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Authors' Rights & Copyright

How does a work get copyrighted?

Copyright applies automatically to any original work created by a person (must be created by the author rather than copied) that has a minimal degree of creativity.  It must also be "fixed in [a] tangible medium, of expression" meaning that it must in some sense be recorded and perceivable, such as on paper, in a computer file, or on a DVD.

There are eight categories of works protected under copyright law:

  • Literary works
  • Musical works, including any accompanying words
  • Dramatic works, including any accompanying music
  • Pantomimes and choreographic works
  • Pictorial, graphic, and sculptural works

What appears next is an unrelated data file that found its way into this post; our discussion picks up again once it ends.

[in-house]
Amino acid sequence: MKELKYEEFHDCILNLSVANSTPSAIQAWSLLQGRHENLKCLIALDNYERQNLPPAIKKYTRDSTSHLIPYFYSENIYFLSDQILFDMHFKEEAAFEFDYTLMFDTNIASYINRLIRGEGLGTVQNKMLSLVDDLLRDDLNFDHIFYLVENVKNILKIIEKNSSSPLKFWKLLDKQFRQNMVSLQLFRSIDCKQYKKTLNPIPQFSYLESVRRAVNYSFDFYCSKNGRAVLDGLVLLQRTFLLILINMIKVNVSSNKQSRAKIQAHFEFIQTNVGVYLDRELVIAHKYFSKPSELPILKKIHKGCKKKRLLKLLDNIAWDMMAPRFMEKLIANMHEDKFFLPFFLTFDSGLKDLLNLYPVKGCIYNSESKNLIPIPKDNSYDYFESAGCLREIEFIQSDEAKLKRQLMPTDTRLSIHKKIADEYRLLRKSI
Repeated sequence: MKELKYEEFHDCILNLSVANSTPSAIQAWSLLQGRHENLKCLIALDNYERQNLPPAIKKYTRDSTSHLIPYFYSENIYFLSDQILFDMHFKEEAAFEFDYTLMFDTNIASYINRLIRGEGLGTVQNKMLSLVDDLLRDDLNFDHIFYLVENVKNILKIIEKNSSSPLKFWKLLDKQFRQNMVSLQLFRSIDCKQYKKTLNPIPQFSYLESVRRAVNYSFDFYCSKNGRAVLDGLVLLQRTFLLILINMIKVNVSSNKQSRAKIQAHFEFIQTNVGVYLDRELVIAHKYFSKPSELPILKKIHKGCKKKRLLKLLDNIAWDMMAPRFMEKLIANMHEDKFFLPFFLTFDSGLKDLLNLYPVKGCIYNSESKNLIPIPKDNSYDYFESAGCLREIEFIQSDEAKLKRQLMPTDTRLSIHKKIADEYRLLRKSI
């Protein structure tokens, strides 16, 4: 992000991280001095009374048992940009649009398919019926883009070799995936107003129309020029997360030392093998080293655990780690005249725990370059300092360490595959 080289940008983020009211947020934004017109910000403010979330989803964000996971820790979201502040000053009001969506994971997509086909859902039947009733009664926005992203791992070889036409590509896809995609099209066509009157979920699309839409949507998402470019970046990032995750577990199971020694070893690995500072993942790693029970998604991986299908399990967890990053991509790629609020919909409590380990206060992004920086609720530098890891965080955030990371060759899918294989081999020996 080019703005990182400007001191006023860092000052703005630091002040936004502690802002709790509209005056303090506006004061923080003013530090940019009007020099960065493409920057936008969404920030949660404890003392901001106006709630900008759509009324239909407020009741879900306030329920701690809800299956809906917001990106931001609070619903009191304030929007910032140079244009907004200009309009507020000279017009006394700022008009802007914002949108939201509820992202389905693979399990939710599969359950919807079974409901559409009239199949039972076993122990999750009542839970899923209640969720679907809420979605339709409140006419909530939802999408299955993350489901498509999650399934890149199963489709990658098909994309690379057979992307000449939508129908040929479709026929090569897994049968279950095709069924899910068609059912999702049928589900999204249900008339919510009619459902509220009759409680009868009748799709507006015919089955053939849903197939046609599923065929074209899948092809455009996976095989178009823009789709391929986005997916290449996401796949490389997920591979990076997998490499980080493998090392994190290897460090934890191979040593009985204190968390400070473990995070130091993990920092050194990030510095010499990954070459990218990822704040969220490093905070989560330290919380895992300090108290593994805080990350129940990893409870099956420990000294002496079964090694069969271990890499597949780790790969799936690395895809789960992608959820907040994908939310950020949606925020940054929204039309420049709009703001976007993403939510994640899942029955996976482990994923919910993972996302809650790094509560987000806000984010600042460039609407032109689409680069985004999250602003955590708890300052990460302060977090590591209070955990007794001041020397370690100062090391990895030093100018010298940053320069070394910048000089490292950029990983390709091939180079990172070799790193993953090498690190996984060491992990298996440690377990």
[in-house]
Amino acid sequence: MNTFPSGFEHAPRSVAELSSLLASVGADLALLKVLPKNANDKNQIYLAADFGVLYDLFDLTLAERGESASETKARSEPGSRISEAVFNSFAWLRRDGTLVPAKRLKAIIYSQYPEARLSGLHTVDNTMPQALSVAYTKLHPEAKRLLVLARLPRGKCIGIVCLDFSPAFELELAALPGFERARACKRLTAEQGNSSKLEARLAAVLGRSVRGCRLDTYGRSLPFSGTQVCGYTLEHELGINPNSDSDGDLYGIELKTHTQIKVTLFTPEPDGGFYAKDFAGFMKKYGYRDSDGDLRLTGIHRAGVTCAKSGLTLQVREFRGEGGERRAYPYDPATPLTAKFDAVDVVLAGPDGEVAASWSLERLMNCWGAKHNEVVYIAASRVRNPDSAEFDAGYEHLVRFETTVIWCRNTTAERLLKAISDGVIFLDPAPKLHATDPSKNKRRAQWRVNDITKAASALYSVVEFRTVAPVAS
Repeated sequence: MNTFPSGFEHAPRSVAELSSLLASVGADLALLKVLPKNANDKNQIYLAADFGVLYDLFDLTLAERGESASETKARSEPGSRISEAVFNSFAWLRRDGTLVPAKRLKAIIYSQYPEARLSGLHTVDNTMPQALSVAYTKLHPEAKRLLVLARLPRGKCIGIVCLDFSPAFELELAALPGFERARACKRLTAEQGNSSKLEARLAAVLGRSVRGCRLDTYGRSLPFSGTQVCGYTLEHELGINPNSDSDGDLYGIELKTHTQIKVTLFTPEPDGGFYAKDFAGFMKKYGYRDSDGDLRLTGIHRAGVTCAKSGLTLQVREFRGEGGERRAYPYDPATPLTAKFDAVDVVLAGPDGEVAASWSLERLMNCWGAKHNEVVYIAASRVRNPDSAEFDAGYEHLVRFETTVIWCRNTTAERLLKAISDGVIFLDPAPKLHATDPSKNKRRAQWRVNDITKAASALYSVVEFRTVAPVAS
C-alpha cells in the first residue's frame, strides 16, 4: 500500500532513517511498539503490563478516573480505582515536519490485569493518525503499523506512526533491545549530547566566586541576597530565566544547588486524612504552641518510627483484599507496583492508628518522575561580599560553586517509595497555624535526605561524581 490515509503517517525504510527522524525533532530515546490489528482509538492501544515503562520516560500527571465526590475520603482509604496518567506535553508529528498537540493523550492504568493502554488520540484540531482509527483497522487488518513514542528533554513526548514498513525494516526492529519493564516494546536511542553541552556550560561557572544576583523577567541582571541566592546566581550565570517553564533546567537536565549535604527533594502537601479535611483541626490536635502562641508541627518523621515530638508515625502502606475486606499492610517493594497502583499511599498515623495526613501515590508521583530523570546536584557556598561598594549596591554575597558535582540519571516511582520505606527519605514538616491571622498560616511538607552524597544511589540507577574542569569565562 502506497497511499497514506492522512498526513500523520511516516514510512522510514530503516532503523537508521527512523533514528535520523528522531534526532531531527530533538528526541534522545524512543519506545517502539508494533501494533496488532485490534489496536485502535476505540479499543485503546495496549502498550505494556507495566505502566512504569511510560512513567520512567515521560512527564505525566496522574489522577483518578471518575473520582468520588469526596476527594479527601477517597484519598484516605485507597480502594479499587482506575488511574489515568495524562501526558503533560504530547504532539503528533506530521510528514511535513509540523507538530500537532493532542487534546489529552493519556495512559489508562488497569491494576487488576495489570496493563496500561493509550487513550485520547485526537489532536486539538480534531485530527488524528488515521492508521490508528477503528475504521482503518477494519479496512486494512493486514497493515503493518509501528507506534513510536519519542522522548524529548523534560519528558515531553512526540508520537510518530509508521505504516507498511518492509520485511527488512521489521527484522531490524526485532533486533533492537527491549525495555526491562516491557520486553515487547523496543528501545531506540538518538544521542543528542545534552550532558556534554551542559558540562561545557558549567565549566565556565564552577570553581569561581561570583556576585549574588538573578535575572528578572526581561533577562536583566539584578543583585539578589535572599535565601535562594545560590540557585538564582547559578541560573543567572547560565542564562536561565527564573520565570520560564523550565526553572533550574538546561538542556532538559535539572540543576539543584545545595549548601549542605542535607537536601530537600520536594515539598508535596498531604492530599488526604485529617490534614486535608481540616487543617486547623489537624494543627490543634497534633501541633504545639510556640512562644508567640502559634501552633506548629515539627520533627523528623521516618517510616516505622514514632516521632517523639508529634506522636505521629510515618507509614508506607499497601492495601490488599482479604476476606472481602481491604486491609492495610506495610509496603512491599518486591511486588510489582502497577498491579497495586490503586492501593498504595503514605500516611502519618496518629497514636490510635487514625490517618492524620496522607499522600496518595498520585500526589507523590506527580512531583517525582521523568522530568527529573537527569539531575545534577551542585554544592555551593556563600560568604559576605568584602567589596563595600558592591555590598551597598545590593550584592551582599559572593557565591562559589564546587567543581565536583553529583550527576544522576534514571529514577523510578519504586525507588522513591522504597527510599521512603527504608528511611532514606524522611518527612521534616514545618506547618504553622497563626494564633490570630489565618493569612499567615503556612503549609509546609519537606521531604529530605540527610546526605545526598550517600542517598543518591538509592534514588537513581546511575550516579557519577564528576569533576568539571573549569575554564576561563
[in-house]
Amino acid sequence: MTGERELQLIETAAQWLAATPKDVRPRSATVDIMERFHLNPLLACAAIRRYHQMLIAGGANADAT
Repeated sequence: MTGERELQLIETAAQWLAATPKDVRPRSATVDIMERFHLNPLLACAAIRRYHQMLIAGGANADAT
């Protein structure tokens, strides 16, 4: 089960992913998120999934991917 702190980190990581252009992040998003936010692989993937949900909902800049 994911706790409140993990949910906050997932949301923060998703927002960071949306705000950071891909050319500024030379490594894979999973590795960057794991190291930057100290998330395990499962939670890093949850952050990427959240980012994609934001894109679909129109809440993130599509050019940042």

• Motion pictures and other audiovisual works
  • Sound recordings, which are works that result from the fixation of a series of musical, spoken, or other sounds 
  • Architectural works

These categories should be viewed broadly and not as a definitive list. For example, computer programs can be registered as literary works, while maps can be registered as pictorial or graphical works.

Some things cannot be copyrighted as a function of law or because the lack sufficient creativity: 

  • Facts or ideas
  • An alphabetically arranged list of names and phone numbers
  • Titles, names, short phrases, or slogans (may be protected by trademarks)
  • Procedures, methods, systems or processes (may protected by patents)
  • Works of the United States government
  • Works that have passed into the public domain